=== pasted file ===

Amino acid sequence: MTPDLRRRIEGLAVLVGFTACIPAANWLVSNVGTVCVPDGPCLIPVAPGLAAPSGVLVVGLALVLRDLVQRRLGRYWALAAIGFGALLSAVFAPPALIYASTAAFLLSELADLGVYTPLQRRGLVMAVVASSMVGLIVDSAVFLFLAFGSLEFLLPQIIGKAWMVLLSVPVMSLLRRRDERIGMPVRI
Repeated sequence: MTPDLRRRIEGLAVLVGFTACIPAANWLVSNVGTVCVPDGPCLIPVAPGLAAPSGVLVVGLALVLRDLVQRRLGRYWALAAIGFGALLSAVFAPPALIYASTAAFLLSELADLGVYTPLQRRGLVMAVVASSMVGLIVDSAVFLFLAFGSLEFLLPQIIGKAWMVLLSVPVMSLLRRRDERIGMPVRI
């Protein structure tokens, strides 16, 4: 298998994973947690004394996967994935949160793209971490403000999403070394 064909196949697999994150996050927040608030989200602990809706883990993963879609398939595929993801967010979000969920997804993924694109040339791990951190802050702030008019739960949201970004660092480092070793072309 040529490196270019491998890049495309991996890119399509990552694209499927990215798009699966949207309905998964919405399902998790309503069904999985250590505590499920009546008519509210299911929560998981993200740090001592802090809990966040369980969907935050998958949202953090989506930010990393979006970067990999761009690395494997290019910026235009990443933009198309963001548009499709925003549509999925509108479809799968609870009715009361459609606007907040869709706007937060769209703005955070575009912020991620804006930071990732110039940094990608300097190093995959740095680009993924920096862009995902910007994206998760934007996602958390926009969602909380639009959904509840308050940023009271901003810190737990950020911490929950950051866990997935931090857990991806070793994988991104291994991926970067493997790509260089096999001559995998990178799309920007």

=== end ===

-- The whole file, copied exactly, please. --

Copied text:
Amino acid sequence: MTPDLRRRIEGLAVLVGFTACIPAANWLVSNVGTVCVPDGPCLIPVAPGLAAPSGVLVVGLALVLRDLVQRRLGRYWALAAIGFGALLSAVFAPPALIYASTAAFLLSELADLGVYTPLQRRGLVMAVVASSMVGLIVDSAVFLFLAFGSLEFLLPQIIGKAWMVLLSVPVMSLLRRRDERIGMPVRI
Repeated sequence: MTPDLRRRIEGLAVLVGFTACIPAANWLVSNVGTVCVPDGPCLIPVAPGLAAPSGVLVVGLALVLRDLVQRRLGRYWALAAIGFGALLSAVFAPPALIYASTAAFLLSELADLGVYTPLQRRGLVMAVVASSMVGLIVDSAVFLFLAFGSLEFLLPQIIGKAWMVLLSVPVMSLLRRRDERIGMPVRI
């Protein structure tokens, strides 16, 4: 298998994973947690004394996967994935949160793209971490403000999403070394 064909196949697999994150996050927040608030989200602990809706883990993963879609398939595929993801967010979000969920997804993924694109040339791990951190802050702030008019739960949201970004660092480092070793072309 040529490196270019491998890049495309991996890119399509990552694209499927990215798009699966949207309905998964919405399902998790309503069904999985250590505590499920009546008519509210299911929560998981993200740090001592802090809990966040369980969907935050998958949202953090989506930010990393979006970067990999761009690395494997290019910026235009990443933009198309963001548009499709925003549509999925509108479809799968609870009715009361459609606007907040869709706007937060769209703005955070575009912020991620804006930071990732110039940094990608300097190093995959740095680009993924920096862009995902910007994206998760934007996602958390926009969602909380639009959904509840308050940023009271901003810190737990950020911490929950950051866990997935931090857990991806070793994988991104291994991926970067493997790509260089096999001559995998990178799309920007």